National Security and Investment Bill Webinar Q&A

Last month, the BIA hosted a webinar to delve deeper into the impact of the National Security and Investment Bill on the UK life sciences sector and hear from members about their concerns. In this blogpost, we provide answers to the remainder of questions which came up in the session.

The webinar was hosted by the BIA’s Martin Turner, who was joined by Eric Johnsson from the BIA, expert lawyers James Marshall and Jonathan Wakely from Covington & Burling LLP and Sarah Mackintosh, Deputy Director of National Security and Investment at the Department for Business, Energy and Industrial Strategy (BEIS).


All information on the National Security and Investment Bill provided by the BIA is correct as of 26 March 2021, is based on the current draft of the legislation and to the best of our knowledge. Information provided represents only high-level guidance, is not intended to be legal advice and should not be used as such.


Scope of the regime

  • The AI sector is a particular area of concern for BIA members with respect to the new regime due to the number of deals. What other sectors are you noticing are areas of concern?

The definition of AI has been redrafted to focus on three higher risk applications (identification of objects, people and events, advanced robotics and cyber security), and on AI looking at ‘cognitive tasks’, rather than just ‘complex’ tasks. This is a significant improvement and allays many original concerns.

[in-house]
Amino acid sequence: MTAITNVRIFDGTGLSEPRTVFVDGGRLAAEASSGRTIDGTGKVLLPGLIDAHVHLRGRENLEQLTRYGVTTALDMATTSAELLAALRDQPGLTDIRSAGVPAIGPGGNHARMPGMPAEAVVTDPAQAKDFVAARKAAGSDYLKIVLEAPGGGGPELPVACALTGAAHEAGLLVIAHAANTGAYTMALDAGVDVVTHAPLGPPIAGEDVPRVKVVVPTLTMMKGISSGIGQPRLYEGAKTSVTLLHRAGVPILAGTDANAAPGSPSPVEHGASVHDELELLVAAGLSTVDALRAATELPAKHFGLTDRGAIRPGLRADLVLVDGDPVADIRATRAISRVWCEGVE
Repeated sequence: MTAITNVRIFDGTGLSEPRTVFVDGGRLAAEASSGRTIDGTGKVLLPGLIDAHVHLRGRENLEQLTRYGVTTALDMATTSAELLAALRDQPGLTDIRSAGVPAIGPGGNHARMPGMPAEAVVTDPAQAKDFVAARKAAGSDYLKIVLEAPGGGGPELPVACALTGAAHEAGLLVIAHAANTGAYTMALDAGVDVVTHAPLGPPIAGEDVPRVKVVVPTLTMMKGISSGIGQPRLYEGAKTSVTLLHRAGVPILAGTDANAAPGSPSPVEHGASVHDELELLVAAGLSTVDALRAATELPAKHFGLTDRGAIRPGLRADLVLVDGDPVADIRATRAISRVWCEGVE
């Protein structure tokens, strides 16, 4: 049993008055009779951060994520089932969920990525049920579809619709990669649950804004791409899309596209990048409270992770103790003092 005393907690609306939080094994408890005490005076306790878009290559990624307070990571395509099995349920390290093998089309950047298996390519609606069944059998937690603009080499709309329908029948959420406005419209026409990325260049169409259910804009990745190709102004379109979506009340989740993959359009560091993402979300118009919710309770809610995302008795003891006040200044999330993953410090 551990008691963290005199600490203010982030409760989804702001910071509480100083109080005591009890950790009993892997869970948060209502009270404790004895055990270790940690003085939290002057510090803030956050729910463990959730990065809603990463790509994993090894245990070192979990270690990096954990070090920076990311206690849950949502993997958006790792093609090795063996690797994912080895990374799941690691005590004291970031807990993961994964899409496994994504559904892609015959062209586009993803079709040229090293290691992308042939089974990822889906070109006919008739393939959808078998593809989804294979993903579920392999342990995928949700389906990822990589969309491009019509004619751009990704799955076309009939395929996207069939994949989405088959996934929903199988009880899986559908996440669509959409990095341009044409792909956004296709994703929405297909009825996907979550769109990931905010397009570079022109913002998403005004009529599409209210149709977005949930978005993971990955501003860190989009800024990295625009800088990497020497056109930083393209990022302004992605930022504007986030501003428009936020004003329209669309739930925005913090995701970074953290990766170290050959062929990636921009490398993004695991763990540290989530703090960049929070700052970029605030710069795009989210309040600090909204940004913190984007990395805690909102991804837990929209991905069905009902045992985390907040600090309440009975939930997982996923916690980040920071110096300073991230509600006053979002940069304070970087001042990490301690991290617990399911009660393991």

The other sector of concern to the BIA is Synthetic Biology (formerly Engineering Biology) as explained in the answer below. 


  • What does the sector definition of “Engineering Biology” cover in practice? Which type of businesses and assets?

The definition of “Engineering Biology” has been significantly changed following the Government consultation and the new definition of Synthetic Biology can be found in the Government’s consultation response here. This definition, however, is not final and may still be subject to change ahead of being published in secondary legislation later this year.

All businesses whose work is classified as Synthetic Biology according to the Government’s definition that do not qualify for any of the exemptions are covered by this. Assets are either land; tangible (or, in Scotland, corporeal) movable property; or ideas, information or techniques which have industrial, commercial or other economic value. Examples of assets include trade secrets; databases; source code; algorithms; formulae; designs; plans, drawings and specifications; and software.


  • Following the pandemic will the Government regard investment in vaccine technology as having national security implications?